The Circuit approached last year's Community Dinner honoree, Monty Hall, for his take on the evening. Hall, the former "Let's Make a Deal" host, was happy to share his good spirits.

"Edna is like a sister to me, and Rabbi Zeldin, we've done so many benefits, we should take it on the road," he said. Hall, who has been active in the community for years, said he believes that Jews all over the city should continue to invest in the future of the Federation and the community at large.

"I'm part of it, and I'm proud of it, and I just want to continue to be a part of this community," he said. "I give to all kinds of charities and organizations, but this is special. These are my people."

Spreading the Shabbat Tone

What started out as a small Shabbat-championing movement at Lincoln Square Synagogue in New York City is now a nationwide annual event. Shabbat Across America, backed by the National Jewish Outreach Program, will include more than 700 shuls across the country in a special service designed to attract both the Jewishly affiliated and unaffiliated alike.

"It's been expanded in a very profound way; it's almost become an expected event, so that's nice," Rabbi Ephraim Buchwald told the Circuit from New York. Buchwald is the founder and director of the National Jewish Outreach Program, as well as the former Lincoln Square Synagogue spiritual leader.

Buchwald continued, "Shabbat really underscores that you can't have quality time unless you have quantity time."

For a list of local synagogues sponsoring Shabbat Across America, go to www.njop.org or call (888) Shabbat.

YULA Wins Again

For the second year in a row, Yeshiva University of Los Angeles High School earned the first place title of Best Delegation at Yeshiva University's 11th Annual National Model United Nations competition in New York City, where more than 600 high-schoolers from 40 Orthodox day schools competed. This year's team was led by Shani Schlesinger and Zev Wiener. Team members included Daniel Barzideh, Yael Barzideh, Julia Deutsch, Ayelet Fischer, Aviva Fink, David Ghods, Debra Glasberg, Melissa Goldenberg, Noah Greenfield, Sarit Kattan, Aaron Katz, Natalie Katzin, Daniel Kellerman, Michael Kleinman, Yehuda Remer, Merrick Schmitt-Lackner and Miriam Segura. Dr. Paul Soifer was the team's faculty adviser, and Principal Deborah Shrier chaperoned the team on its trip.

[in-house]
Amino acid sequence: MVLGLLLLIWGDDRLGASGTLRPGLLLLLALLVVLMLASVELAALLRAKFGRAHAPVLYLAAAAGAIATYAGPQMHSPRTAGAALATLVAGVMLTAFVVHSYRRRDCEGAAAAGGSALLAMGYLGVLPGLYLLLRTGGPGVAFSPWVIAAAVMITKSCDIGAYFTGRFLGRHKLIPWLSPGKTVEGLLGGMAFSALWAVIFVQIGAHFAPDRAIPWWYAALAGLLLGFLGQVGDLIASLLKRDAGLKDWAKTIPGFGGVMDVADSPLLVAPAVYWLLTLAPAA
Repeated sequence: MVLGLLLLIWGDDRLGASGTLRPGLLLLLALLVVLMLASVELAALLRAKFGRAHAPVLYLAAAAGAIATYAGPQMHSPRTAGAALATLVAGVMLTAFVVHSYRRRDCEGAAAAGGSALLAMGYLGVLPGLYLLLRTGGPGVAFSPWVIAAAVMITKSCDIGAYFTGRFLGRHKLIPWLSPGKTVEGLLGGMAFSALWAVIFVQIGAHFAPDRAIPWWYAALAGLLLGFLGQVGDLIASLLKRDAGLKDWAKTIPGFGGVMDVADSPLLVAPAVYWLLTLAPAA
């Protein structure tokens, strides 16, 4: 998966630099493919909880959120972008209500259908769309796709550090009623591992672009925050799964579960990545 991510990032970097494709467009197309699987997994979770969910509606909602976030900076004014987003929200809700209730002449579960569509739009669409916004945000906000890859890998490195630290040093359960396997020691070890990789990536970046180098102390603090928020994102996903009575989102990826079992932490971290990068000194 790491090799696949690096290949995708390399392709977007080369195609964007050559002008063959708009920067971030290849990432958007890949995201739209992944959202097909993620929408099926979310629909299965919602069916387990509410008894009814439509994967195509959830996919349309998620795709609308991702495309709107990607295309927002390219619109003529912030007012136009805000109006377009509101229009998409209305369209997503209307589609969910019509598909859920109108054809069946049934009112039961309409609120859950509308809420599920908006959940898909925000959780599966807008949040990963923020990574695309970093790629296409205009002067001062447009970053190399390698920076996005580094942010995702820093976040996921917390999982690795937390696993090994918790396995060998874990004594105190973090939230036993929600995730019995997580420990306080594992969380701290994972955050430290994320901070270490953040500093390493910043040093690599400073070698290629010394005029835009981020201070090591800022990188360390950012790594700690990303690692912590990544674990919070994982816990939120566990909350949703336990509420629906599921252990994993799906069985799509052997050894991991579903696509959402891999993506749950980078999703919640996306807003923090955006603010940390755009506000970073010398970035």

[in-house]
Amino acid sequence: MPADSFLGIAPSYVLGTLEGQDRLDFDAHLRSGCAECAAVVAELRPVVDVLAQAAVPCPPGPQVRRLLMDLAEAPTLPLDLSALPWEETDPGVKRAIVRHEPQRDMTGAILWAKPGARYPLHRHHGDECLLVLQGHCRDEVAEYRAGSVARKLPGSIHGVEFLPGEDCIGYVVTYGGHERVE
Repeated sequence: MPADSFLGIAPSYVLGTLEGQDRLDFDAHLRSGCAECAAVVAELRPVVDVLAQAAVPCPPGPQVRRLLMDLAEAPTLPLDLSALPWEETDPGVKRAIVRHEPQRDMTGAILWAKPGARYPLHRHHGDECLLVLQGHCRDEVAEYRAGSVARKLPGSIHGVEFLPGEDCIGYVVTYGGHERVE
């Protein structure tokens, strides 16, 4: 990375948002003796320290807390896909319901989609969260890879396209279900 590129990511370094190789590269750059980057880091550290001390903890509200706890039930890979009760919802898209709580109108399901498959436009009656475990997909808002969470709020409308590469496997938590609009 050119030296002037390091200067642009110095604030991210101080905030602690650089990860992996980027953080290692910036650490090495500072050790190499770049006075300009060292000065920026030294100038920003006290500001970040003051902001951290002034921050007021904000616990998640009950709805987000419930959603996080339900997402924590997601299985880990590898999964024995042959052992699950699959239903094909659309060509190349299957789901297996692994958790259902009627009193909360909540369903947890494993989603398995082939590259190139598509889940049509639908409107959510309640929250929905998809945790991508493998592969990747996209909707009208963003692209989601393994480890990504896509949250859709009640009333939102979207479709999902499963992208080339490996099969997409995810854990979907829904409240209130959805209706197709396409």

Something of a Phenomenon

Got a phone call at the office from author Steven Silbiger. Silbiger, who wrote "The Jewish Phenomenon: The Seven Keys to the Enduring Wealth of a People," will be the keynote speaker at Hadassah Southern California's upcoming daylong symposium, "The Whole Woman: Mind, Body, & Soul," to be held March 25 at Stephen S. Wise Temple.

"There's been a lot of books about Jewish success," Silbiger said from his Philadelphia home. "My book deals with reasons why."

Why, in other words, have 2 percent of the U.S. population been so disproportionately prominent in all facets of American life, be it as artists, writers, cartoonists, filmmakers, financiers, teachers, scientists, entrepreneurs, retailers, and on and on? After all, 23 percent of the Forbes Top 40 are Jewish.

"Jewish Phenomenon" so impressed Barbara Kaufman, owner of an independent bookstore chain in Atlanta, that she bought a part of the book's Atlanta-based publisher, Longstreet Press.

Silbiger wants readers of his book to come away with two messages: "Jewish people have contributed a great deal to the American scene, and Jewish people need to be keenly aware of their contributions so that they can continue to be successful in the next century."

Amen, brother.

Hadassah Southern California Northern Area's "The Whole Woman: Mind, Body, & Soul" Women's Community Conference will also feature workshops with Malkah Schulweis and Karen Shoff, Rhonda Averbach, and The Journal's Ellen Jaffe-Gill. Interpreters for the hearing-impaired will be available at the conference. For more information, call (818) 783-3488 or visit www.hadassah.org.